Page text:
Genesis | Chapter 14

Genesis 14:1-24

“War of the world’s”

  1. Intro.
  2. Vs. 1-16 Lot’s liberation army
  3. Vs. 17-24 More blessed to give


In the 12th through the 14th chapters of Genesis we are given four distractions:

  1. 12:10 Adverse circumstances
  2. 13:6-7 Personal relationships
  3. 14:2 World dilemmas
  4. 14:21-13 Success

Though Abram did not do so well in “adverse circumstances” he does much better in the distraction of “personal relationships” as we saw last week in verse 20 he ends living in the place of vision and fellowship. In fact in verse 13 he is still living in the same location. This is not the case with Lot, these two men’s reaction to these distractions reveal a pattern that we can use to examine our own lives.

  1. Lot: Compromise with the world will lead to further compromise, which will lead to captivity.
  2. Abram: Consistent communion with the Lord will prepare him for any new distraction he may face daily.

Vs. 1-16 Lot’s liberation army

Vs. 1-4 Abram, who no doubt wrote this section with Moses adding editorial notes, took great care in listing the combatants and where they were from. Using our league of nations that was recorded for us in chapter 10 reveals some interesting things about these kings and their kingdoms.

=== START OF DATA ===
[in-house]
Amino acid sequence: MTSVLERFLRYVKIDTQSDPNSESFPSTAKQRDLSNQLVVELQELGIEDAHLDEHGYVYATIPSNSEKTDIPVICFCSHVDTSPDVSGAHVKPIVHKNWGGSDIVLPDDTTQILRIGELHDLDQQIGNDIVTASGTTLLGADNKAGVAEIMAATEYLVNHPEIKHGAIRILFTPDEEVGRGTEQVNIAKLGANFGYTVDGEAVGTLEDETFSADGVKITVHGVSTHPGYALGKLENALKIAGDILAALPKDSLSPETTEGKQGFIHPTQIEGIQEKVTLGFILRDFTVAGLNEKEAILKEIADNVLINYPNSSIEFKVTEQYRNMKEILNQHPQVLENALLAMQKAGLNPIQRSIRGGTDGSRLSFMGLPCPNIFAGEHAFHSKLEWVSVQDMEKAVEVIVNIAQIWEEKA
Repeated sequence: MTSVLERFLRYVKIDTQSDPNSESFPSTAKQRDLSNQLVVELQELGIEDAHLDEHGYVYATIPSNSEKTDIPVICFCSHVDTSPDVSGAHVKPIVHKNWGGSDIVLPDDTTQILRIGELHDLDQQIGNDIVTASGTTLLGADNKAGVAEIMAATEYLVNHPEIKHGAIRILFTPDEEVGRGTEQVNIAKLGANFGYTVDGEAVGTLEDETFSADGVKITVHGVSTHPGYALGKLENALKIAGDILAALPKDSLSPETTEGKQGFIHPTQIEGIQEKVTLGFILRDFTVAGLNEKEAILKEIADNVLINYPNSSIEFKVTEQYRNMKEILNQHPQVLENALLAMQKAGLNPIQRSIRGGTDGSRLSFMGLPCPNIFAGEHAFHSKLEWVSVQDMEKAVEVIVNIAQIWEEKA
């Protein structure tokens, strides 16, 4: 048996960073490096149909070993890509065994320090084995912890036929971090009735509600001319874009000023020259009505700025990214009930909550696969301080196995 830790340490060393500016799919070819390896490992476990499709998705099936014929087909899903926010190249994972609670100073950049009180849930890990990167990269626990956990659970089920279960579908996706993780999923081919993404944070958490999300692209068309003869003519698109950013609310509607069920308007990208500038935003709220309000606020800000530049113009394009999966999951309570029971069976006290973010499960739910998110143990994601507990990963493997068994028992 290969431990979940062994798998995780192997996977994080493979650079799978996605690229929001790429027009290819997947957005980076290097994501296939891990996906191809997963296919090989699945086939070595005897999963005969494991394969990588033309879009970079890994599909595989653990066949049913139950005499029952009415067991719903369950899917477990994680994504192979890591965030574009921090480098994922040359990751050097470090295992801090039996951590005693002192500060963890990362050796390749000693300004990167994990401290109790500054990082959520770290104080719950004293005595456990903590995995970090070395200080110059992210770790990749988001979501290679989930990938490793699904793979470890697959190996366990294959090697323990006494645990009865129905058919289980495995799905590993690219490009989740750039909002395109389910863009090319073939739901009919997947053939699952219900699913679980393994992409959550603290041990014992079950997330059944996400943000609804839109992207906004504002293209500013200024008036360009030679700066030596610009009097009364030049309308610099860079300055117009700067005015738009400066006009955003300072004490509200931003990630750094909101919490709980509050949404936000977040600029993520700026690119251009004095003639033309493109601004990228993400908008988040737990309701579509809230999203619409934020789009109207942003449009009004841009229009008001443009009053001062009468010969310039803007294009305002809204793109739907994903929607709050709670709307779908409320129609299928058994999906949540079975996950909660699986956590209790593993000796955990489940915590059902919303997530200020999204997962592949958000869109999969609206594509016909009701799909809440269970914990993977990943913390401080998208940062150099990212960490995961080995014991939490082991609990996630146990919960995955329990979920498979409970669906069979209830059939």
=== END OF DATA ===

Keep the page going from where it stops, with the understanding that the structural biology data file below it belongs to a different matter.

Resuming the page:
1. Vs. 1 These kings all come from the region that was settled by the first world leader, Nimrod. They were all from the descendants of Ham, Shem and Japheth forming a powerful four-nation confederation led by Chedorlaomer (verse 4). The context appears to suggest that the five kings of verse 2 had some sort of agreement that left them subject to the four kings of verse 1 and after 12 years they want out of their agreement and decide to rebel.
  2. Vs. 2 These five kings all settled in modern day Israel from the Dead Sea to Mount Hermon. It is interesting to note what the names of the King of Sodom and Gomorrah meant in Hebrew (Beh-rah’ means wickedness and Beer-shah’ means iniquity). Geographically it appears that perhaps the reason for the conflict was trade related as it would of been necessary for Chedorlaomer and his four nation confederation to pass through the five nations to trade with Egypt.